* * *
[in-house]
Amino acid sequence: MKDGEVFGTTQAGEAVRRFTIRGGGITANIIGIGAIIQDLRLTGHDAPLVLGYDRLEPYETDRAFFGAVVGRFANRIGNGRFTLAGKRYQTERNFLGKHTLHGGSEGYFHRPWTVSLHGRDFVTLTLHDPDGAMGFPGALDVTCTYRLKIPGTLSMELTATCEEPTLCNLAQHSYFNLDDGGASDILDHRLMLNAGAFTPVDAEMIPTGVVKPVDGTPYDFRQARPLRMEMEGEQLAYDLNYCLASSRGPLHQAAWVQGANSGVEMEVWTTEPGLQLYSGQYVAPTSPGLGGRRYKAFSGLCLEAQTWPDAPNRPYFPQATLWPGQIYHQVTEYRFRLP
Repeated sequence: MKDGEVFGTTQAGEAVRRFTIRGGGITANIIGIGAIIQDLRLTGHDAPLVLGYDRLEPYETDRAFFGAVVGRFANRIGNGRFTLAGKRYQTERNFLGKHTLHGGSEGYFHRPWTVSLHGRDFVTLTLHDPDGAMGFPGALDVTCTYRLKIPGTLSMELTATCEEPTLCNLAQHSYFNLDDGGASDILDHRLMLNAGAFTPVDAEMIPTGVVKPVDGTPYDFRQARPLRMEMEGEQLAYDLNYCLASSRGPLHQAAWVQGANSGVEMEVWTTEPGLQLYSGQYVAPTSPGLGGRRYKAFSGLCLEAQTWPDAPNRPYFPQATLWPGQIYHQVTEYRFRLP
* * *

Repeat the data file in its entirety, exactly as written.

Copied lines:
[in-house]
Amino acid sequence: MKDGEVFGTTQAGEAVRRFTIRGGGITANIIGIGAIIQDLRLTGHDAPLVLGYDRLEPYETDRAFFGAVVGRFANRIGNGRFTLAGKRYQTERNFLGKHTLHGGSEGYFHRPWTVSLHGRDFVTLTLHDPDGAMGFPGALDVTCTYRLKIPGTLSMELTATCEEPTLCNLAQHSYFNLDDGGASDILDHRLMLNAGAFTPVDAEMIPTGVVKPVDGTPYDFRQARPLRMEMEGEQLAYDLNYCLASSRGPLHQAAWVQGANSGVEMEVWTTEPGLQLYSGQYVAPTSPGLGGRRYKAFSGLCLEAQTWPDAPNRPYFPQATLWPGQIYHQVTEYRFRLP
Repeated sequence: MKDGEVFGTTQAGEAVRRFTIRGGGITANIIGIGAIIQDLRLTGHDAPLVLGYDRLEPYETDRAFFGAVVGRFANRIGNGRFTLAGKRYQTERNFLGKHTLHGGSEGYFHRPWTVSLHGRDFVTLTLHDPDGAMGFPGALDVTCTYRLKIPGTLSMELTATCEEPTLCNLAQHSYFNLDDGGASDILDHRLMLNAGAFTPVDAEMIPTGVVKPVDGTPYDFRQARPLRMEMEGEQLAYDLNYCLASSRGPLHQAAWVQGANSGVEMEVWTTEPGLQLYSGQYVAPTSPGLGGRRYKAFSGLCLEAQTWPDAPNRPYFPQATLWPGQIYHQVTEYRFRLP